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Saukville
Village stands firm on water billing mystery PDF Print E-mail
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Written by Mark Jaeger   
Wednesday, 15 March 2017 18:22

Resident can’t explain how she could have used four times as much water

Forest Ridge Court resident Bonnie Wegner was shocked when she opened her fourth-quarter water bill in December and found a $296 charge.

The bill from the village’s water utility said Wegner — who lives by herself — used 21,000 gallons of water during the quarter, more than four times her normal usage.

Although she paid her bill, Wegner appealed the charge to Saukville’s Utility Committee, which reviewed the case last week.

Before appealing to village officials, she was diligent in trying to find the cause of the large bill. It helped that she has been vigilant in keeping water use in check even before the usage dispute.

Wegner said her own home inspection did not reveal any running toilets or pinpoint leaks. She also said she could not detect any sound of running water. 

“I am diligent in monitoring my two toilets,” Wegner said in a letter to the village.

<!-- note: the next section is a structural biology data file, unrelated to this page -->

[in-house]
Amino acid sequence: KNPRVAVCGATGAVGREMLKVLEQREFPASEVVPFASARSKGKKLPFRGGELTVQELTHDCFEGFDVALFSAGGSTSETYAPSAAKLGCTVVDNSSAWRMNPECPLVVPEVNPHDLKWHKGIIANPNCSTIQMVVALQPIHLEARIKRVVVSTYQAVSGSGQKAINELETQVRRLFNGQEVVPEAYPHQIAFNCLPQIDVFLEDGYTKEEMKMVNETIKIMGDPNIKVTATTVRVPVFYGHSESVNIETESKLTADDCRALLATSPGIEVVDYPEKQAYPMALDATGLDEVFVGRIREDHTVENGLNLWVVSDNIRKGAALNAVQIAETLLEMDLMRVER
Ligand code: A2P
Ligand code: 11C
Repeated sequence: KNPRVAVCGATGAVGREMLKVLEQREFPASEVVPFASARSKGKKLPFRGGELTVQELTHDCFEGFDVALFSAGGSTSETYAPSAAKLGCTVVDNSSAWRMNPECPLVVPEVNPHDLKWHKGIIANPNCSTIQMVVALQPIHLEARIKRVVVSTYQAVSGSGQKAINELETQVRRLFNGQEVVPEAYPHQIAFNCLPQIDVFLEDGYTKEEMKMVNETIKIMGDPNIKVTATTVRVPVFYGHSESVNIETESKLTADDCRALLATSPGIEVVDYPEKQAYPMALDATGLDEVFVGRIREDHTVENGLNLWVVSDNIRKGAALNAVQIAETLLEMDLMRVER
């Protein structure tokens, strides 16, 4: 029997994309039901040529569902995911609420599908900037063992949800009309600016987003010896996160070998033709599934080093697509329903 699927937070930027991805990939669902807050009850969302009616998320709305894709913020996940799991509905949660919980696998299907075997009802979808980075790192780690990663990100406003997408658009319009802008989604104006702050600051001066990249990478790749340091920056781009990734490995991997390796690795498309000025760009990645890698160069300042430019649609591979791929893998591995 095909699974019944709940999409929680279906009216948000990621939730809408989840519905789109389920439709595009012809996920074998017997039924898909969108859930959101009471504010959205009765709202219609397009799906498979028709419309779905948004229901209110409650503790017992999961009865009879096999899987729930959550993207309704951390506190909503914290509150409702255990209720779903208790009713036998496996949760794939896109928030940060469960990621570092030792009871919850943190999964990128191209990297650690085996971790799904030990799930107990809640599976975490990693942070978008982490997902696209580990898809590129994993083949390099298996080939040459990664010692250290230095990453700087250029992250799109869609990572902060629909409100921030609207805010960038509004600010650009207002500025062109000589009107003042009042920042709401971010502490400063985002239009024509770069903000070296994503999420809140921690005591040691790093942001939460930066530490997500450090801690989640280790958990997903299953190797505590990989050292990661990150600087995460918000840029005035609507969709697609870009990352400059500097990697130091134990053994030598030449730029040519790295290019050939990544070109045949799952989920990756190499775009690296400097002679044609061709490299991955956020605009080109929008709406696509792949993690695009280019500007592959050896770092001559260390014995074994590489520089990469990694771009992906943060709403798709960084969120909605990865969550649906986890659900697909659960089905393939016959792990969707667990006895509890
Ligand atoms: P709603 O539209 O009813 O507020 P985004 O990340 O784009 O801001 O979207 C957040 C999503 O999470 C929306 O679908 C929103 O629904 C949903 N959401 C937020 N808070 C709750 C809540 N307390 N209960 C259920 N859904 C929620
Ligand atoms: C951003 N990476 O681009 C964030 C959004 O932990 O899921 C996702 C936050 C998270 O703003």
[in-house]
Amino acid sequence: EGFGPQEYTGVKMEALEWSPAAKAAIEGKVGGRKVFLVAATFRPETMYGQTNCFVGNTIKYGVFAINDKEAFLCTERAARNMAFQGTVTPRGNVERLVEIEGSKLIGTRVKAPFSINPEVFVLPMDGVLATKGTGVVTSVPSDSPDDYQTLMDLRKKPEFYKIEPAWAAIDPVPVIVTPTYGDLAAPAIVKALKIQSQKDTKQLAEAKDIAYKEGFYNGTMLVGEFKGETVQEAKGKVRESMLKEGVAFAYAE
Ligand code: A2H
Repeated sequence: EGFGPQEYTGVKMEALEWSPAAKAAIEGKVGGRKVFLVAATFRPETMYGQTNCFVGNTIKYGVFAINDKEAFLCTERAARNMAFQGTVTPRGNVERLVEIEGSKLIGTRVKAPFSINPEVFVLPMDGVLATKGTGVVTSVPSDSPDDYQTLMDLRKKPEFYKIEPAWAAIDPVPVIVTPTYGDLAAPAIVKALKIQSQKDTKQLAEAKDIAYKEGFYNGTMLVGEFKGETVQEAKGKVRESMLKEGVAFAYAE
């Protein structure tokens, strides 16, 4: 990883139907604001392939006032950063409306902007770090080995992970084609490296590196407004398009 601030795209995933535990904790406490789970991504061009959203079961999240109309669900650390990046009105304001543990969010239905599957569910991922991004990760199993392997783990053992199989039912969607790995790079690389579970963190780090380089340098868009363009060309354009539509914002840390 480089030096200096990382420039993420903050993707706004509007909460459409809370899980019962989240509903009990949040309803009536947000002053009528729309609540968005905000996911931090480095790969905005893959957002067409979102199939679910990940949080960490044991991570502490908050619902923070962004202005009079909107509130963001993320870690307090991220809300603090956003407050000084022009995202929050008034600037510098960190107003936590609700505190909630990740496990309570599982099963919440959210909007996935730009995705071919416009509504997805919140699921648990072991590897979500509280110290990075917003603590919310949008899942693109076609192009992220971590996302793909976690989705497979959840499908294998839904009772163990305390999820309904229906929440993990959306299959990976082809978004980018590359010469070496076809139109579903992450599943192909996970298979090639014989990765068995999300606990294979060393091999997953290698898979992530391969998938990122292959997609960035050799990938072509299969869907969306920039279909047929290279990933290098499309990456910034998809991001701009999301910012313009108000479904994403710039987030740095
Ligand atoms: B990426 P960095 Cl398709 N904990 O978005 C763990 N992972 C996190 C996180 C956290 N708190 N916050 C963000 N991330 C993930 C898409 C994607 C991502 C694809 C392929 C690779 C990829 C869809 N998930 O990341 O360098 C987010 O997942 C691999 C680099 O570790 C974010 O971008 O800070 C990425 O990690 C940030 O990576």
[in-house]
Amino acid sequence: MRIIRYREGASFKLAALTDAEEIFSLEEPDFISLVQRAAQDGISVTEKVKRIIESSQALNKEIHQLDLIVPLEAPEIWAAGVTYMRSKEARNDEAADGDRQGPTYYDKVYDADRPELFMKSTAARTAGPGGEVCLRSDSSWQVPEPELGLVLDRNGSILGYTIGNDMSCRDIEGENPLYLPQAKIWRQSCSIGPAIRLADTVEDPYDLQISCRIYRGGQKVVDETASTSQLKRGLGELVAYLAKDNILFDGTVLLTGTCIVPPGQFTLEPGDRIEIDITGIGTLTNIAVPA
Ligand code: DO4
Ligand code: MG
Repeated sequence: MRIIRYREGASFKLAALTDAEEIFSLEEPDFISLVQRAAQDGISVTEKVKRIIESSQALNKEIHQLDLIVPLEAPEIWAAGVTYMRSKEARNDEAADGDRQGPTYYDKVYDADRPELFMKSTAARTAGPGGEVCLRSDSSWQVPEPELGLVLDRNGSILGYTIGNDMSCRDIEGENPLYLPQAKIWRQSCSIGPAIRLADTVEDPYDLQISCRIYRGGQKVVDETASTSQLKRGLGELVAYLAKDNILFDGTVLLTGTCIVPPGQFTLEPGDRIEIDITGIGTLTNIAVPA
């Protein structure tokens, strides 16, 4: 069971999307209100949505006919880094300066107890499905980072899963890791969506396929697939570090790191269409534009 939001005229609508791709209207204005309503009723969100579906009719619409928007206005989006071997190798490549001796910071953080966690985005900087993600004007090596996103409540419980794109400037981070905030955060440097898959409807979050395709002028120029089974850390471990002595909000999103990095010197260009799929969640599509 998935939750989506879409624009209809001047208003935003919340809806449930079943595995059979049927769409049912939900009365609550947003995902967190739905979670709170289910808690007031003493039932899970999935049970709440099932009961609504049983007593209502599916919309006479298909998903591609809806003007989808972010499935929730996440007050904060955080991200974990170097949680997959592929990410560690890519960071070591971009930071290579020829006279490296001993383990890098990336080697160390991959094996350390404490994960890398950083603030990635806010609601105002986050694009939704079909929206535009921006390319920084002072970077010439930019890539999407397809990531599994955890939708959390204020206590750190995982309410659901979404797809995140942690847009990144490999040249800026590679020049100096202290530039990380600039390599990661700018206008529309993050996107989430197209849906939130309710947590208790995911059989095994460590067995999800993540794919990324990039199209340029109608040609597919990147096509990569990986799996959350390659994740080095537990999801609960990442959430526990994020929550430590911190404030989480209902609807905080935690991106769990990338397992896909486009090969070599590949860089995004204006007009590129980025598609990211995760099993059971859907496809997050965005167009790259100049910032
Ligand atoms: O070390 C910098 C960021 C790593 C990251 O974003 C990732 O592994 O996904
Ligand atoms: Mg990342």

“I perform dye testing on a regular basis, but did another dye test on Dec. 29. No dye leaked from the tank to the bowl. I did not have any small leaks that could have caused the discrepancy.”

The village’s policy is to have the water meter tested whenever there are cases of disputed water volume usage.

Water Utility Supt. Dale Kropidlowski said the independent testing conducted by a Minnesota company showed Wegner’s meter was functioning within established standards for accuracy.

Public Service Commission rules specify that utilities are required to reimburse customers if testing shows meters are off by 2% or more.

Trustee Dan Sauer, chairman of the committee, explained the village’s responsibility is to ensure its meters are accurate, not to solve any water-use mysteries.

“The meter runs when the water goes through,” Sauer said to Wegner. “Unfortunately, our role is to make sure the meter is operating correctly, not to determine where the water goes.”

With no evidence of the village being responsible for the unusually high bill, the committee voted unanimously to deny Wegner’s request for partial reimbursement.

Utility officials encouraged her to keep monitoring her plumbing fixtures to make sure no future water-use questions arise.

 
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